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The TM joint acts sliding hinge, connects your jaw bone to your skull.


    Signs and symptoms of TMJ disorders may include:
  • Pain or tenderness of your jaw
  • Pain in one or both of the TM joint.
  • Aching pain in and around your ear.
  • Difficulty chewing or pain while chewing.
  • Aching facial pain
  • Locking of the joint, difficult to open or close your mouth.

    TMJ disorders can also cause a clicking sound or grating sensation when you open your mouth or chew. Painful TMJ disorders can occur if:
  • The disk erodes or moves out of its proper alignment.
  • The joint’ s cartilage is damaged by arthritis.
  • The joint is damaged by a blow or other impact.

    Risk factors:
  • Various types of arthritis, such as rheumatoid arthritis and osteoarthritis.
  • Jaw surgery
  • Certain connective tissue diseases that cause problems that may affect the TM joint.

Care at Dr Balaji ‘s Hospital for TMJ disorders:

Team approach: For complicated problems , team members work together to address your TMJ disorder in a coordinated way.

    Doctor will discuss your symptoms and examine your Jaw. He / she will probably,
  • Listen to and feel your jaw when you open and close your mouth.
  • Observe the range of motion in your jaw.
  • Press on areas around your jaw to identify sites of pain or discomfort.
  • If your doctor suspects a problem , you may need..
  • Dental x rays to examine your teeth and jaw.
  • CT scan to provide detailed images of the bones involved the joint.
  • MRI to reveal problems with the joint ‘ s risk or surroundings soft tissue

TMJ arthroscopy is sometimes used in the diagnosis of a TMJ disorder. During TMJ arthroscopy , your doctor inserts a small thin tube (cannula) in to the joint space, and a small camera (arthroscope) is then inserted to view the area and to help determine a diagnosis.


In some cases , the symptoms of TMJ disorders may go away without treatment. If your symptoms persists , your doctor may recommend a variety of treatment options, often more than one to be at the same time.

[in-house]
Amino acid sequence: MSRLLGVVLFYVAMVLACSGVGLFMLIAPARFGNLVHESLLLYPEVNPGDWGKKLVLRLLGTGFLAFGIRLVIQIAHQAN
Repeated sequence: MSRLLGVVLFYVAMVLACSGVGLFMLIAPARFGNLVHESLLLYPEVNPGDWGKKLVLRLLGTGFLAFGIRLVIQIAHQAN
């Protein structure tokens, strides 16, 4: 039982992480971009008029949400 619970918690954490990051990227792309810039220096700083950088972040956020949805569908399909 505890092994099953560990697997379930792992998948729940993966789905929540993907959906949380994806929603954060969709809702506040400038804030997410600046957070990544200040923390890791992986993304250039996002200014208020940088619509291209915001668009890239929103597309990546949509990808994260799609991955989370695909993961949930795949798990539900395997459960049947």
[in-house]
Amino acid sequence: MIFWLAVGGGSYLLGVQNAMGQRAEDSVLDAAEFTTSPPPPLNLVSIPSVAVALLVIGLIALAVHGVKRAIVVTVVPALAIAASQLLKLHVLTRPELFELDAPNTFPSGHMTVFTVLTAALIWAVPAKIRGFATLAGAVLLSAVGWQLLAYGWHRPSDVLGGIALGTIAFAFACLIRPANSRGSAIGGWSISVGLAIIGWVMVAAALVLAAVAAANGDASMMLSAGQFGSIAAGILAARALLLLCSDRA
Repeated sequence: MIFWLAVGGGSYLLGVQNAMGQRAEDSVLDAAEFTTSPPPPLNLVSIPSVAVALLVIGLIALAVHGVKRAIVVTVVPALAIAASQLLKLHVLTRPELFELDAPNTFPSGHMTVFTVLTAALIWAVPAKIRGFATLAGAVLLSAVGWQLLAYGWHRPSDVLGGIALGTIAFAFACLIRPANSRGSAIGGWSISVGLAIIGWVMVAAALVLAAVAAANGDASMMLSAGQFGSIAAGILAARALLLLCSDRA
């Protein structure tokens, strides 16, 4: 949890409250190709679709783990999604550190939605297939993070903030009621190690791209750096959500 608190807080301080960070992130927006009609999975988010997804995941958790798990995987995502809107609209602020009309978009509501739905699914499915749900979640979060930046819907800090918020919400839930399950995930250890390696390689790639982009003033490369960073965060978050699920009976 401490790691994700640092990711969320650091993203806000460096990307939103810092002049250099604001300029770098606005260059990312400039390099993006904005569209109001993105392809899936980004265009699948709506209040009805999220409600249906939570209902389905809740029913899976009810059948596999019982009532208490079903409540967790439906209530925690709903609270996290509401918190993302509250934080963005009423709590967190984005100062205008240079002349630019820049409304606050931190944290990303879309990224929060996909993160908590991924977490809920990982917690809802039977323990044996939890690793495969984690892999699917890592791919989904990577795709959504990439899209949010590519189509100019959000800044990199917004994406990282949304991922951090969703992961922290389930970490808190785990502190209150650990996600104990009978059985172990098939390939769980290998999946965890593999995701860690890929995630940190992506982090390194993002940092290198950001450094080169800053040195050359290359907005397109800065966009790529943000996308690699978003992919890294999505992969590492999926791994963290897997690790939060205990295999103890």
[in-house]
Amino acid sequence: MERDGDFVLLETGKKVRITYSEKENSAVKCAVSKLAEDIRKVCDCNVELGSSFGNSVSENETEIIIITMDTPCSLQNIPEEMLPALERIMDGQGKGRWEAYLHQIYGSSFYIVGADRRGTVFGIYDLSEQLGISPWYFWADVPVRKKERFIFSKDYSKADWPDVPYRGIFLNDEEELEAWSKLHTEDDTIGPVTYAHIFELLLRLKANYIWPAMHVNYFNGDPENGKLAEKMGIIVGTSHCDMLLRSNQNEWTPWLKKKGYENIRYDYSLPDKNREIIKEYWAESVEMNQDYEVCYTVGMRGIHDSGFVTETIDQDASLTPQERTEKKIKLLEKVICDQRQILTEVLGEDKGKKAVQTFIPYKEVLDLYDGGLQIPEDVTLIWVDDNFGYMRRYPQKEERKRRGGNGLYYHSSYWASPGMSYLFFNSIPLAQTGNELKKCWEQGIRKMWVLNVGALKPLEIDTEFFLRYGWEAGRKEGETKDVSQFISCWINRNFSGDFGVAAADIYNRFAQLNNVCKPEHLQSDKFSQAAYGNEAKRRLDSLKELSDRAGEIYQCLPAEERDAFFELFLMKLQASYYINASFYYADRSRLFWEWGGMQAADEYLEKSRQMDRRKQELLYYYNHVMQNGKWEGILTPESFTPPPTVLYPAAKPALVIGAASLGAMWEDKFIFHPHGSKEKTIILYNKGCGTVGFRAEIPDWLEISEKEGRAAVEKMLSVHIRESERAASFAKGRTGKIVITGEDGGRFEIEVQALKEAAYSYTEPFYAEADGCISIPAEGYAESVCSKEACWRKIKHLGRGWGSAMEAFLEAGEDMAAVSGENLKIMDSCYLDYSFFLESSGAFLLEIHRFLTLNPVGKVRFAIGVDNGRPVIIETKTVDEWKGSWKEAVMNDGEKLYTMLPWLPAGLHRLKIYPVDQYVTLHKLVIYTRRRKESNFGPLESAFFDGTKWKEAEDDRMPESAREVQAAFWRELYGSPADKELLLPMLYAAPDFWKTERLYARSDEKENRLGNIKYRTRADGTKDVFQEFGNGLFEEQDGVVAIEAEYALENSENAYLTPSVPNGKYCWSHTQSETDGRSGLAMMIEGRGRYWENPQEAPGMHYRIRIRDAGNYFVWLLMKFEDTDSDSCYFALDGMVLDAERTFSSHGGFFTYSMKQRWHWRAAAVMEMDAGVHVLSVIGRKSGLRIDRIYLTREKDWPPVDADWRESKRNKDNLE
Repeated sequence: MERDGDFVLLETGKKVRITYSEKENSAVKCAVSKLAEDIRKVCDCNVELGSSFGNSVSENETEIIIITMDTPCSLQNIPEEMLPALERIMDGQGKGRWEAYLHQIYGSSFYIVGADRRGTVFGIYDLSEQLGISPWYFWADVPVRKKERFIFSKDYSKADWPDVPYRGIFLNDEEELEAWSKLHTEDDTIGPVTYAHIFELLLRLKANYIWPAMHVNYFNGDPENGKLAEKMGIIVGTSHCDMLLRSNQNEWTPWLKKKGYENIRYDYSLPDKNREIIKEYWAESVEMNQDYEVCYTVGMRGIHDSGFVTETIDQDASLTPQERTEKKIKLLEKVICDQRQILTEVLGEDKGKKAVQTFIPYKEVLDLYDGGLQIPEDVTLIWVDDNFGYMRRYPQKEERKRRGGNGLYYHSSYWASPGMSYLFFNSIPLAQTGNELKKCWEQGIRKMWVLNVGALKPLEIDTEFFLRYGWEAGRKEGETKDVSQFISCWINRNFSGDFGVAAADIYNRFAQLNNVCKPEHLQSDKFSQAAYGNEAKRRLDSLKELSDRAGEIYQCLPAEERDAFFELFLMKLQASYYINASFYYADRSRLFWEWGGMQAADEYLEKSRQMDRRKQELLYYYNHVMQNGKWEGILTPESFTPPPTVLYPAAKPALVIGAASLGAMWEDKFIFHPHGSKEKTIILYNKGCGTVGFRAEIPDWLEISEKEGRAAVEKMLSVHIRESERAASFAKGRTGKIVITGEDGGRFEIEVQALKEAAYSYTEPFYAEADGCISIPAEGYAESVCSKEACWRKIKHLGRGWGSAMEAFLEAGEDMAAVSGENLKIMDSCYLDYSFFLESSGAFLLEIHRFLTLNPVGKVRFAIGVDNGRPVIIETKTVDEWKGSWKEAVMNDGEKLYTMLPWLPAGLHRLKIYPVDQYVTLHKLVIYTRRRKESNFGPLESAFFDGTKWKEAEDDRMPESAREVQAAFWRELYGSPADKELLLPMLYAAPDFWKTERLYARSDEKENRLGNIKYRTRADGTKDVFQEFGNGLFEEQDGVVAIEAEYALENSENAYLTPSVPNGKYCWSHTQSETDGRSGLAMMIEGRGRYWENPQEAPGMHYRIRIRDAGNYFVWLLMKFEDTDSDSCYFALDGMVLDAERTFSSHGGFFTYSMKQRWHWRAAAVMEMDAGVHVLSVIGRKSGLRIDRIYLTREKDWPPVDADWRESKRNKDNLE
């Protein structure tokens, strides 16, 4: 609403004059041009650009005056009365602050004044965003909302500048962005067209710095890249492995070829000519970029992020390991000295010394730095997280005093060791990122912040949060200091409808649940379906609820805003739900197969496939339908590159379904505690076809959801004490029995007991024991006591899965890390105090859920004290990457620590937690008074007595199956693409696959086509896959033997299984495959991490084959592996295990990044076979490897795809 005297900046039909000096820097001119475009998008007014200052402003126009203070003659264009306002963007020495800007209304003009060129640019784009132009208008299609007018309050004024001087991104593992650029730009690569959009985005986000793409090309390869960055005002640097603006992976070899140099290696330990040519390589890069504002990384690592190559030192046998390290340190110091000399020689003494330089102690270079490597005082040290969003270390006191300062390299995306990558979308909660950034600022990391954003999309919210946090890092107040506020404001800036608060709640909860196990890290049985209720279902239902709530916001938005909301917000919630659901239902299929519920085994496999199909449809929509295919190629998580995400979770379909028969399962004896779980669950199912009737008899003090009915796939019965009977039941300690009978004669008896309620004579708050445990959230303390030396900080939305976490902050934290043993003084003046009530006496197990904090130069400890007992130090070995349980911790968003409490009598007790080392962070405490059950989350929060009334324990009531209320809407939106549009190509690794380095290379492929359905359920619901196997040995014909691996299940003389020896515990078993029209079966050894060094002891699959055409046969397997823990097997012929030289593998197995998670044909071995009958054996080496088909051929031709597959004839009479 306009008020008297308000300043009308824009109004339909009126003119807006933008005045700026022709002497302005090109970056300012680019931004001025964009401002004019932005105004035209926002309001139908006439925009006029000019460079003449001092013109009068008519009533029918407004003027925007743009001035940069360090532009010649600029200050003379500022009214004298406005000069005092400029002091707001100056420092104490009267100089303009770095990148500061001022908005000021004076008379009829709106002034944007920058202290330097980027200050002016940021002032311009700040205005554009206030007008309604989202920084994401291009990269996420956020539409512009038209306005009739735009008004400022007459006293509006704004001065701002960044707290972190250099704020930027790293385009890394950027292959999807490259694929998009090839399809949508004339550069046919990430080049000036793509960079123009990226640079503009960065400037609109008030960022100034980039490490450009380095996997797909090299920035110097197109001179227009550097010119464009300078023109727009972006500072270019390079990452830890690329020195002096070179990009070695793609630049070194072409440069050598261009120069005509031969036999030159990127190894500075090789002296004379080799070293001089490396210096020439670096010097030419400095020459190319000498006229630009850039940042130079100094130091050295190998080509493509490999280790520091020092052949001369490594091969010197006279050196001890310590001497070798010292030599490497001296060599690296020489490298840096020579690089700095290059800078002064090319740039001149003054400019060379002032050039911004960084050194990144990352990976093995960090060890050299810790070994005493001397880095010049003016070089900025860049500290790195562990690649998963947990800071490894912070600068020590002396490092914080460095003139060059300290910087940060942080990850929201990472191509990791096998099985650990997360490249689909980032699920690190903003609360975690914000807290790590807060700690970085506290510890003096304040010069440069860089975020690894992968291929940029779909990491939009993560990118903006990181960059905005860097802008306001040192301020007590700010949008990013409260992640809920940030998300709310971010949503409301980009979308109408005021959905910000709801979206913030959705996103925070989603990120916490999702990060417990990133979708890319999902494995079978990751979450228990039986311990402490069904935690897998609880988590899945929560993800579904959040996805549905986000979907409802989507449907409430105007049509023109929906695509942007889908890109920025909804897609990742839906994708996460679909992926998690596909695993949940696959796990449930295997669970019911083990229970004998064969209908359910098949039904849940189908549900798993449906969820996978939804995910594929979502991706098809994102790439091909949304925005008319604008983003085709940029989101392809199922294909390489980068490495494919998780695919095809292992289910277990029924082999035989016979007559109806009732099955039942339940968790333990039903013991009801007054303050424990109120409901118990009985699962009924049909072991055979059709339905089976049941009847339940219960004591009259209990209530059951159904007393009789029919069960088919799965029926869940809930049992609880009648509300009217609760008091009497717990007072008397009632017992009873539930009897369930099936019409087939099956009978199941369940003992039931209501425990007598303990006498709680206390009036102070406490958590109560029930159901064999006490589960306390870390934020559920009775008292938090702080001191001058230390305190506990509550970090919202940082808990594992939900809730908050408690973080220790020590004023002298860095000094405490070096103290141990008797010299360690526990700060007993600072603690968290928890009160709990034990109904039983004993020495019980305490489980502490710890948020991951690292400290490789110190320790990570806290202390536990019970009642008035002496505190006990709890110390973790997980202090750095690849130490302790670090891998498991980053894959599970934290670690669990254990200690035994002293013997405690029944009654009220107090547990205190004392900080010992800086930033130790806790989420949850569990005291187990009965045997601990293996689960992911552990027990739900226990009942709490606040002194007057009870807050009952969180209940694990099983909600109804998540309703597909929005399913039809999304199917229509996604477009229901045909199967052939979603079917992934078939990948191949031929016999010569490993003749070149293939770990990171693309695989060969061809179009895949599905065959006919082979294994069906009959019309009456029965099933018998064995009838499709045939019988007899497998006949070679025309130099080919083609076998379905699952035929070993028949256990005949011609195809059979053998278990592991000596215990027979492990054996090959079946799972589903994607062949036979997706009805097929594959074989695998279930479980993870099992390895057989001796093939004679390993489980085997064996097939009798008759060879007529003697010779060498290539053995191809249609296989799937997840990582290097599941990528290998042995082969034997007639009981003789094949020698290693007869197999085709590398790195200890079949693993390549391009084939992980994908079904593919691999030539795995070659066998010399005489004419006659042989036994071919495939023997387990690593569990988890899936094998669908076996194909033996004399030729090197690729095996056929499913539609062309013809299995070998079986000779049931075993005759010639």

Along with other non surgical treatments these medication options may help relieve the pain Associated with TMJ disorders:

  • Pain relievers and anti – inflammatories. If over- the- counter pain medications aren’t enough to relieve TMJ pain, your doctor or dentist may prescribe stronger pain relievers for a limited time, such as prescription strengthen ibuprofen.
  • Tricyclic antidepressents: These medications ,such as ampitriptyline, are used mostly for depression , but in low doses, they’re sometimes used for pain relief, bruxism control and sleeplessness.
  • Muscle relaxants: These types of drugs atre sometimes used for a few days or weks to help relieve pain caused by TMJ disorders created by muscle spasms.


    Non drug therapies for TMJ disorders include:
  • Oral splints or mouth guards (occlusal appliances). Often , people with jaw pain will benefit from wearing a soft or firm device inserted over their teeth, but the reasons why these devices are beneficial are not well- understood.
  • Physical therapy. Along with exercises to stretch and strengthen jaw muscles , treatments might include ultrasound, moist heat and ice.
  • Counseling. Education and counseling can help you understand the factors and behaviors that may aggravate your pain , so you can avoid them . Examples include teeth clenching or grinding, leaning on your chin, or biting fingernails.

Surgical or other procedures

    When other methods don’t help , your doctor might suggest procedures such as:
  • Arthrocentesis: Arthrocentesis ( ahr-throe-sen-TEE-sis) is a minimally invasive procedure that involves the insertion of small needles in to the joint so that fluid can be irrigated through the joint to remove debris and inflammatory byproducts.
  • Injections: in some people , corticosteroid injections in to the joint may be helpful. In frequently , injecting botulinum toxin type A (Botox, others) into the jaw muscles used for chewing may relieve pain associated with TMJ disorders.
  • TMJ arthroscopy: In some cases , arthroscopic surgery can be as effective for treating various types of TMJ disorders as open – joint surgery. A small thin tube (cannula) is placed in to the joint space, an arthroscope is then inserted and small surgical instruments are used for surgery. TMJ arthroscopy has fewer risks and complications than open – joint surgery does, but it has some limitations as well.
  • Modified Condylotomy: modified condylotomy (Kon-dih-LOT-uh-mee) addresses the TMJ indirectly, with surgery on the mandible, but not in the joint itself. It may be helpful for treatment of pain and if locking is experienced.
  • Open- joint surgery: If your jaw pain does not resolve with more – conservative treatments and it appears to be caused by a structural problem in the joint, your doctor or dentist may suggest open – joint surgery ( arthrotomy) to repair or replace the joint.

Life style and home remedies

Becoming more aware of tension – related habits - clenching your jaw, grinding your teeth or chewing pencils --- will help you reduce their frequency. The following tips may help you reduce symptoms of TMJ disorders: Avoid overuse of jaw muscles. Eat soft foods. Cut food in to small pieces. Steer clear of sticky or chewy food. Avoid chewing gum. Stretching and massage. Your doctor, dentist or physical therapist may show you how to do exercises that stretch and strengthen your jaw muscles and how to massage the muscles yourself. Heat or cold: Applying Warm, moist heat or ice to the side of your f ace may help alleviate pain.